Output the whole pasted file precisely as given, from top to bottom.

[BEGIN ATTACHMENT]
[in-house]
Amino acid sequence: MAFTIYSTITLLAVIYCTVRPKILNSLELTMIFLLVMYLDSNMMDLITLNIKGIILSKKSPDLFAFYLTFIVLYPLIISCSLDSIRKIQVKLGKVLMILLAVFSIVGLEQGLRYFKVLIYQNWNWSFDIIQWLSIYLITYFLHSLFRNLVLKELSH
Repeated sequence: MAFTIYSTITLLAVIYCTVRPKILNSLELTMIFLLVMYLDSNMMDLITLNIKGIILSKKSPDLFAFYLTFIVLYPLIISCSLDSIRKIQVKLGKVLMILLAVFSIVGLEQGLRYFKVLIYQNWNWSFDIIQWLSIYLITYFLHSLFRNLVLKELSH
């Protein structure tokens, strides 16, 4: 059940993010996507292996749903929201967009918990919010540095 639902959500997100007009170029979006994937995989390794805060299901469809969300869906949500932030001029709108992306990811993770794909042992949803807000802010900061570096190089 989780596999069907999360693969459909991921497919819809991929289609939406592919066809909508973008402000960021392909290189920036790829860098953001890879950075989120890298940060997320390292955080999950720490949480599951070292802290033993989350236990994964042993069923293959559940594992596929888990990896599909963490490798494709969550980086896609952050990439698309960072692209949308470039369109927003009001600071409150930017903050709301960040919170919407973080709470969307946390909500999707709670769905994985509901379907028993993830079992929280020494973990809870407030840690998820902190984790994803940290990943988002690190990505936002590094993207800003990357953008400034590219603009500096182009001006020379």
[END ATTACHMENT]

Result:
[in-house]
Amino acid sequence: MAFTIYSTITLLAVIYCTVRPKILNSLELTMIFLLVMYLDSNMMDLITLNIKGIILSKKSPDLFAFYLTFIVLYPLIISCSLDSIRKIQVKLGKVLMILLAVFSIVGLEQGLRYFKVLIYQNWNWSFDIIQWLSIYLITYFLHSLFRNLVLKELSH
Repeated sequence: MAFTIYSTITLLAVIYCTVRPKILNSLELTMIFLLVMYLDSNMMDLITLNIKGIILSKKSPDLFAFYLTFIVLYPLIISCSLDSIRKIQVKLGKVLMILLAVFSIVGLEQGLRYFKVLIYQNWNWSFDIIQWLSIYLITYFLHSLFRNLVLKELSH
């Protein structure tokens, strides 16, 4: 059940993010996507292996749903929201967009918990919010540095 639902959500997100007009170029979006994937995989390794805060299901469809969300869906949500932030001029709108992306990811993770794909042992949803807000802010900061570096190089 989780596999069907999360693969459909991921497919819809991929289609939406592919066809909508973008402000960021392909290189920036790829860098953001890879950075989120890298940060997320390292955080999950720490949480599951070292802290033993989350236990994964042993069923293959559940594992596929888990990896599909963490490798494709969550980086896609952050990439698309960072692209949308470039369109927003009001600071409150930017903050709301960040919170919407973080709470969307946390909500999707709670769905994985509901379907028993993830079992929280020494973990809870407030840690998820902190984790994803940290990943988002690190990505936002590094993207800003990357953008400034590219603009500096182009001006020379």